The federal agency charged with enforcing workplace anti-discrimination laws, in first-of-their-kind complaints, accused two companies of discriminating against transgender employees in violation of federal law.
It’s the first time the federal government has sued to protect transgender rights under the Civil Rights Act of 1964. In two complaints, filed Thursday by the Equal Employment Opportunity Commission (EEOC) in federal courts in Michigan and Florida, the commission alleges that two employees faced workplace discrimination because they are transgender.
According to the EEOC, Detroit-based R.G. & G.R. Harris Funeral Homes, Inc. discriminated based on sex in violation of federal law by firing a Garden City, Michigan, funeral director-embalmer because she is transgender. Amiee Stephens had been employed by Harris as a funeral director and embalmer since October 2007.
Stephens in 2013 gave Harris a letter explaining she was undergoing a gender transition from male to female and would soon start to present in appropriate business attire at work, consistent with her gender identity as a woman. Two weeks after notifying the company of her transition, Harris’ owner fired Stephens, telling her that what she was “proposing to do” was unacceptable.
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“Title VII prohibits employers from firing employees because they do not behave according to the employer’s stereotypes of how men and women should act, and this includes employees who present themselves according to their gender identity,” EEOC Indianapolis regional attorney Laurie Young, whose jurisdiction includes Michigan, said in a statement announcing the lawsuit.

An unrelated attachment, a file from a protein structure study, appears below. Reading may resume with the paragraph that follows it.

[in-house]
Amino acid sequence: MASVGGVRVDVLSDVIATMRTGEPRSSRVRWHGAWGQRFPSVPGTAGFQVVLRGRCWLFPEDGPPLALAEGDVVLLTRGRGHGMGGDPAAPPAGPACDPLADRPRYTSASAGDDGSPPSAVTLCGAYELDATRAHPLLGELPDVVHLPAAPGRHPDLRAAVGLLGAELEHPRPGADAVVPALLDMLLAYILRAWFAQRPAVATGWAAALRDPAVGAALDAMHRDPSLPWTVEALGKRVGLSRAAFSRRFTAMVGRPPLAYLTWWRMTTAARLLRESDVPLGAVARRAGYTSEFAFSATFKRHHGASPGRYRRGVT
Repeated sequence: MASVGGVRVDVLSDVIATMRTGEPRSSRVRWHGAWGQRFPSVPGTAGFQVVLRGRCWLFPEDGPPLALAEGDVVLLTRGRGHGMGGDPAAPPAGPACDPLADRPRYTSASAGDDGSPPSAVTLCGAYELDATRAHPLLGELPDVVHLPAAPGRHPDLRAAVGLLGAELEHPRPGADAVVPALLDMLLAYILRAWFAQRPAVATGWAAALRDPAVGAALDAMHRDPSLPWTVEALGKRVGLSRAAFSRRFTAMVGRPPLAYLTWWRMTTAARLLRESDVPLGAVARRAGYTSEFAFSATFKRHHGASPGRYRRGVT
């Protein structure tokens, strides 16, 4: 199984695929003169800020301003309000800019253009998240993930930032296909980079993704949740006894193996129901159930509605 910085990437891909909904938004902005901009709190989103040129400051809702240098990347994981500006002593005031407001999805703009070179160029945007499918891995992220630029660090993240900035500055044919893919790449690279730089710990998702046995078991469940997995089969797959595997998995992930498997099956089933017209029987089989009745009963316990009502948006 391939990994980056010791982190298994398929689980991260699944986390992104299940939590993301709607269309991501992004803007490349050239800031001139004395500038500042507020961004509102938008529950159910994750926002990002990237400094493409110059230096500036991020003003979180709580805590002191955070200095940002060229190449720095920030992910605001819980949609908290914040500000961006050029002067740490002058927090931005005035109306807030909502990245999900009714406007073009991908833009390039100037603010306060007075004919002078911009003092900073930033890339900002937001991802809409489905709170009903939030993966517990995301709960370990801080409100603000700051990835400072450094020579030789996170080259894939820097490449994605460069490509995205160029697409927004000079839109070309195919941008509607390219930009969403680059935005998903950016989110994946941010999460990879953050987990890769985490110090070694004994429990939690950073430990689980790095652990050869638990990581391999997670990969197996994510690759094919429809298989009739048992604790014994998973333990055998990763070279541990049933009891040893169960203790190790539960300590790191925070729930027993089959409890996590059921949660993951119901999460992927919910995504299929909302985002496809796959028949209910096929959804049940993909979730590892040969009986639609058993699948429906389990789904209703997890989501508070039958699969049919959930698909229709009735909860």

The EEOC, in a second lawsuit, accused Lakeland Eye Clinic, a Lakeland, Florida-based organization of health-care professionals, of violating Title VII by firing an employee because she is transgender and did not conform to the employer’s gender-based expectations, preferences, or stereotypes.
The allegations in the Lakeland lawsuit are very similar to those in the Harris Funeral Homes lawsuit. Lakeland Eye Clinic fired an employee after she informed them she was transgender and intended to start presenting as a woman, according to the EEOC.
In both cases the commission argues the employees are entitled to restitution for back pay, reinstatement or front pay, and punitive damages to protect against future discrimination against other employees.
The lawsuits are the latest evidence of efforts within the EEOC to advance the issue of workplace equality for transgender employees.
The commission in December 2012 adopted a Strategic Enforcement Plan (SEP) that includes “coverage of lesbian, gay, bisexual and transgender individuals under Title VII’s sex discrimination provisions” as a top enforcement priority of the commission. The commission in 2012 decided that discrimination against transgender people is “sex discrimination” within the meaning of Title VII’s ban on employment discrimination in the case of Macy v. Holder.
That case involved claims brought by a federal employee against the Bureau of Alcohol, Tobacco, Firearms and Explosives. In Macy v. Holder the commission ruled that discrimination against employees because they are transgender, because of their gender identity, and/or because they have transitioned (or intend to transition) is discrimination because of sex, and thus violates Title VII.
The decision in Macy v. Holder is precedent for transgender discrimination claims made against the federal government. Thursday’s lawsuits are the first to seek to enforce the rights of transgender workers in the private sector.